Exhibit 1: Initial LTVP delivery process
The problem behind this process stems from the fact that the PDS was limited to project governance. There is no process in place for tracking project performance at a program level, apart from the financial metrics used to measure the cash flow. Without a requirement baseline at a program level, there is no tracking of changes in the project requirements during execution of the LTVP. With the dynamic of governing a country, changes occur in time. These changes are handled not at the program, but at the project level, whereby creating delays. Because most projects are closely interlinked, a change in one project may impact subsequent projects, requiring additional scope and schedule adjustments. This results in important deviations from the original LTVP.
The proposed LTVP delivery process (eExhibit 2) adds an organizational project management (OPM) dimension, a program governance capability. Here, a program baseline is defined, and project performance is measured not only at a project level but also at a program level. If a change is requested in the PPD strategy, alternate scenarios can be conducted, impacts and risks identified and decisions can be made to adjust the program in a timely manner.
Exhibit 2: proposed LTVP delivery process
Building the Value Proposal
The question is: what makes a value proposal convincing? Thomas, Delisle, Jugdev (2002), pinpointed in their study some reasons why selling project management to senior executives could fail. They also identified some success factors in selling project (program) management, such as:
- Framing investment in project management as a senior executive decision, providing supportive evidence and facts.
- Presenting project management as uncovering issues and defining solutions.
- Packaging arguments in executive language.
PPD senior executives are accountable for the LTVP performance. There was strong supportive evidence of the lack of program performance: the plan execution was plagued with scope shifts, cost and schedule overruns. The issue, as mentioned earlier, was the absence of proper program tracking to measure program performance and to provide information for decision making and for adjusting the plan. The challenge was to outline a feasible and attractive solution. Attractive, in senior management language, means a small-investment high-return solution. Because the project takes its origin from the project management level, funding for the value proposal could be problematic. Some organizations occasionally offer programs to stimulate innovative behaviour. In this case, funding was granted from the PWGSC Innovation program for a proposal to investigate the opportunity to derive an integrated program management system from existing best practices and tools used in leading-edge industries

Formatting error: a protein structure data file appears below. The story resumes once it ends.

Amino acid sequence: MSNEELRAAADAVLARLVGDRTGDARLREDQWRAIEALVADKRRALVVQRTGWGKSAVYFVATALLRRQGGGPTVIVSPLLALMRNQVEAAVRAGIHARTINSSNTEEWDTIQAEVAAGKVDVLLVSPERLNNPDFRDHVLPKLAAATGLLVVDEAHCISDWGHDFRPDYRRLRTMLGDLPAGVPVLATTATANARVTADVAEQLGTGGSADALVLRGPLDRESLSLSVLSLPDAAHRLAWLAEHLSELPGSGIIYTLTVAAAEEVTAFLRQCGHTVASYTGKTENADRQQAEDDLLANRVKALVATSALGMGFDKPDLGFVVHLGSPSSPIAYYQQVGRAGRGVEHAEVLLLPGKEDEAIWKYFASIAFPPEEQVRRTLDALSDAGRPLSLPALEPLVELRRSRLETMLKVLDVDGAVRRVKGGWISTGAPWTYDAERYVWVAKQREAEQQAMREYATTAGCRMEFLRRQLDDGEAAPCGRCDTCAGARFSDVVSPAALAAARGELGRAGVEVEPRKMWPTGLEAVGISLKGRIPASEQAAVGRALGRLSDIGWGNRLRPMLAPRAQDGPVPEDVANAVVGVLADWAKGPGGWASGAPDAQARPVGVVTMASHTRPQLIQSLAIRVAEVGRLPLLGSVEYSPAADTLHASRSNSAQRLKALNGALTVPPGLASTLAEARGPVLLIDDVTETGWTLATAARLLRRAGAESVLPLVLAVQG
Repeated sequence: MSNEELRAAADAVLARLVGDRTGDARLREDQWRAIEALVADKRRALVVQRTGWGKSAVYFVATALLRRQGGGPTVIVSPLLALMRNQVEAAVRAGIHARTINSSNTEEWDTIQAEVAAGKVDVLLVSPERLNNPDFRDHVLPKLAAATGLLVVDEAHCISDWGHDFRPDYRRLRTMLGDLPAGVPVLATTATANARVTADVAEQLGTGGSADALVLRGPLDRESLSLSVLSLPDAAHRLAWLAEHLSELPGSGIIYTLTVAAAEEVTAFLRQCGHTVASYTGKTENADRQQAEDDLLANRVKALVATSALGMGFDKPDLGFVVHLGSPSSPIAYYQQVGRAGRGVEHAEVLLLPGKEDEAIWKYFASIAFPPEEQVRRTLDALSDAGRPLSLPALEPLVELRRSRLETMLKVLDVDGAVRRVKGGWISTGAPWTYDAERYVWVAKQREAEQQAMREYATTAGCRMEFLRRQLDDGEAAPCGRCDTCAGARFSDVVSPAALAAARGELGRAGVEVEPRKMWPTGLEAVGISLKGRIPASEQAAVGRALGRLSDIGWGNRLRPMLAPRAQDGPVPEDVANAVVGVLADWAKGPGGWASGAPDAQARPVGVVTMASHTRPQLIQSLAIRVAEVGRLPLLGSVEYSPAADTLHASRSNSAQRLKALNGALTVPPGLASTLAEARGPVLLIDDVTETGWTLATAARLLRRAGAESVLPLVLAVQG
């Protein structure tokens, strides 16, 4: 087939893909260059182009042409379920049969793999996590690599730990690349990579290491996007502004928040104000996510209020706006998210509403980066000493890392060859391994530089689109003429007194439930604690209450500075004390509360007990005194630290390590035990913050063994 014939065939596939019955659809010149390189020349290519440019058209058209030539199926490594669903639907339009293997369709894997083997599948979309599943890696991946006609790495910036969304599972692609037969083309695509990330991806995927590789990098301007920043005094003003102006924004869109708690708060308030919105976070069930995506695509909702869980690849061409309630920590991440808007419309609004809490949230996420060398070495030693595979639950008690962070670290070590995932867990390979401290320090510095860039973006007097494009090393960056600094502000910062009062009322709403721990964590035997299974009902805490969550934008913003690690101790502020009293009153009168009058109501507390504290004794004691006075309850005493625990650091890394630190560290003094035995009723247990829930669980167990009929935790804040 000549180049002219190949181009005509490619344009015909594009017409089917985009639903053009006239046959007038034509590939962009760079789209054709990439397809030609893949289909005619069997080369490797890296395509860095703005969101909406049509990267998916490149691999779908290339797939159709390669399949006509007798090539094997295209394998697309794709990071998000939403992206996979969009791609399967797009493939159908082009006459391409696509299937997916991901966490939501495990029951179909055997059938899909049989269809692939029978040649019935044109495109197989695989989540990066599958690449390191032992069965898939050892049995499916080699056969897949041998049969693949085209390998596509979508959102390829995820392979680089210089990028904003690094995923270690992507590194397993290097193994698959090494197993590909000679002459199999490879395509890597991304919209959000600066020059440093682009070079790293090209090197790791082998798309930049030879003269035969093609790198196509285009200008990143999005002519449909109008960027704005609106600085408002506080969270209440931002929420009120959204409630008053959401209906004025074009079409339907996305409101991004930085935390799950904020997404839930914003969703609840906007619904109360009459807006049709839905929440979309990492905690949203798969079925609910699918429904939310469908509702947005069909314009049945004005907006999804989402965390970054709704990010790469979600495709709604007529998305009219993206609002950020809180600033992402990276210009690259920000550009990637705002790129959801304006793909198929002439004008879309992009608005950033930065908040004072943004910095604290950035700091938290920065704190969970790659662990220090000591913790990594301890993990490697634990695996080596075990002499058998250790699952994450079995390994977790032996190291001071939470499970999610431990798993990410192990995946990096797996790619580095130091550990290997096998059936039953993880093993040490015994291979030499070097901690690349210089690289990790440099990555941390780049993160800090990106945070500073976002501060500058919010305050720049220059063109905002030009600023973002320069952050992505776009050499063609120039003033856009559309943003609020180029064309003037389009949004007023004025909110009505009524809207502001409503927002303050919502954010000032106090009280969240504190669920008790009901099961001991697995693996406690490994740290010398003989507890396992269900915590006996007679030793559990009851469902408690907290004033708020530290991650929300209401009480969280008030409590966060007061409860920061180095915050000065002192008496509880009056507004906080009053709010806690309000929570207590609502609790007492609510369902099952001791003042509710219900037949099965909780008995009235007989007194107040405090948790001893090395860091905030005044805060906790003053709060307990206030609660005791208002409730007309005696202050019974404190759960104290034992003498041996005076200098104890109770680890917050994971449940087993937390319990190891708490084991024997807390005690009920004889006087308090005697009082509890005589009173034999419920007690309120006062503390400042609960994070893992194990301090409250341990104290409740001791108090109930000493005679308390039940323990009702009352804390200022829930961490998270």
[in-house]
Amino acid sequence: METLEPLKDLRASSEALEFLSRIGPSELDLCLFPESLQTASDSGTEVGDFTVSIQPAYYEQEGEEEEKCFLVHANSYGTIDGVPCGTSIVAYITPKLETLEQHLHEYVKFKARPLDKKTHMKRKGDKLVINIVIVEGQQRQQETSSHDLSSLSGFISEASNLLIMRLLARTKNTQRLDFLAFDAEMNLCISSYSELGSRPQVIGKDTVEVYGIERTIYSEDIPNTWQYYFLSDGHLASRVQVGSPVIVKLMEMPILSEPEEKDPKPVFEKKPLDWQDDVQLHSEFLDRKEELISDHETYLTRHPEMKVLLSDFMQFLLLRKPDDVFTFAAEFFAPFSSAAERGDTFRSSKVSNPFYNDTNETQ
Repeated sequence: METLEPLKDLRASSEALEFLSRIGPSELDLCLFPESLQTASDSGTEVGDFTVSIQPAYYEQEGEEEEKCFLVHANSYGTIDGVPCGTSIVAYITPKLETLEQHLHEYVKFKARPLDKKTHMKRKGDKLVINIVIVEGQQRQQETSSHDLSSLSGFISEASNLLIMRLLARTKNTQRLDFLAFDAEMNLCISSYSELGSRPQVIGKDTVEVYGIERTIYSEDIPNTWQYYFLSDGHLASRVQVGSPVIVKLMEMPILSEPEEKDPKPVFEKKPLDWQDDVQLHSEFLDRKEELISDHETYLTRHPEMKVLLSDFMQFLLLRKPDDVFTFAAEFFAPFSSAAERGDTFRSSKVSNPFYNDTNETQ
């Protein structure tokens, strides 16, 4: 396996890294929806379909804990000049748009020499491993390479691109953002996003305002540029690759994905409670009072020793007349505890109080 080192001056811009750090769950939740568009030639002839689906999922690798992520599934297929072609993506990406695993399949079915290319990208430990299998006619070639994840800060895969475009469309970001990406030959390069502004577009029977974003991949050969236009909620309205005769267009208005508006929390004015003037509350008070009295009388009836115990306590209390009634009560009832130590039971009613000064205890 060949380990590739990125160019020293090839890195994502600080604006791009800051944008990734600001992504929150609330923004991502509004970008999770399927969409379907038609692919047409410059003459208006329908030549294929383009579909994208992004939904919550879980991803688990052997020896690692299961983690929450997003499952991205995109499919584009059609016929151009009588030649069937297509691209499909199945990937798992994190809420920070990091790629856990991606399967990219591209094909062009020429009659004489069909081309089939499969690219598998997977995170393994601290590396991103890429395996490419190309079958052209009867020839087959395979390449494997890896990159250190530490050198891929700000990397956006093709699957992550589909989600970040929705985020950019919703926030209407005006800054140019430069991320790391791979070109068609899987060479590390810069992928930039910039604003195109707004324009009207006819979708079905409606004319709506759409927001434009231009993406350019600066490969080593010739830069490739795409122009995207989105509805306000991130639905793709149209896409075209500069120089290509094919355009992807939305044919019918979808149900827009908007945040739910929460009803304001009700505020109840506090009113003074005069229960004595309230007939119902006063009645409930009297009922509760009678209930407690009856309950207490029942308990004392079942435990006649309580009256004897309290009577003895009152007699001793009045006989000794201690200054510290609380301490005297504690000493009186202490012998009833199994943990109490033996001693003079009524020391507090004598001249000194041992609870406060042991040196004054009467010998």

The proposal was based on the assumption that a PWGSC procurement service, Major Project Service Line (MPSL), which carried the management of some National Defence and Forces Canada (DND/FC) major projects, had the knowledge and technology that could be transferred or adapted to enhance the PDS. This group had expertise not only in program management, but also in leading edge Enterprise project management and requirement software accessible through an extranet.
The value proposal was constructed around the result of the collaborative research project that proposed an integrated program management system concept of operations, constructed around the PWGSC Project Delivery System enhanced with data, configuration and requirement management processes, and automated with Enterprise project and requirement management software. The selling package included a mock-up illustrating the means by which the program could be managed, and information for decision making could be made accessible. It showed how the executives could have a 24/7 view of the LTVP program status, main issues and risks, and how easy they could drill down to a project's specific issues, at a click of a mouse.
The goal was to get upper management attention on the benefits of managing the LTVP at a program level. The objective was to get the authorization to proceed with a business case to demonstrate the feasibility of the project i.e. to confirm that it was a proportionally low investment high return solution. With the mock up, senior executives had a clear idea of what they could get. The concept of operations, built using the expertise developed by MPSL while managing (DND/FC) major projects, provided confidence to go further. The proposal included a recommendation to create a PMO in the organization.
Building the PMO Roadmap
The PMO represents a clear deliverable to senior executives by providing a palatable result, something new in the organization that can confirm their contribution. It also provides an anchor to the program governance model, the first step in introducing organizational project management. As mentioned earlier, the plan was to use a maturity model, OPM3™, to define the actual and desired state and to map the processes that will connect these two steps. Using an OPM3™ beta version to help draw the PMO implementation roadmap conveyed nonetheless a fair amount of uncertainty. There was no background to judge the tool's capabilities and readiness, in its beta version, to deliver what it was designed for: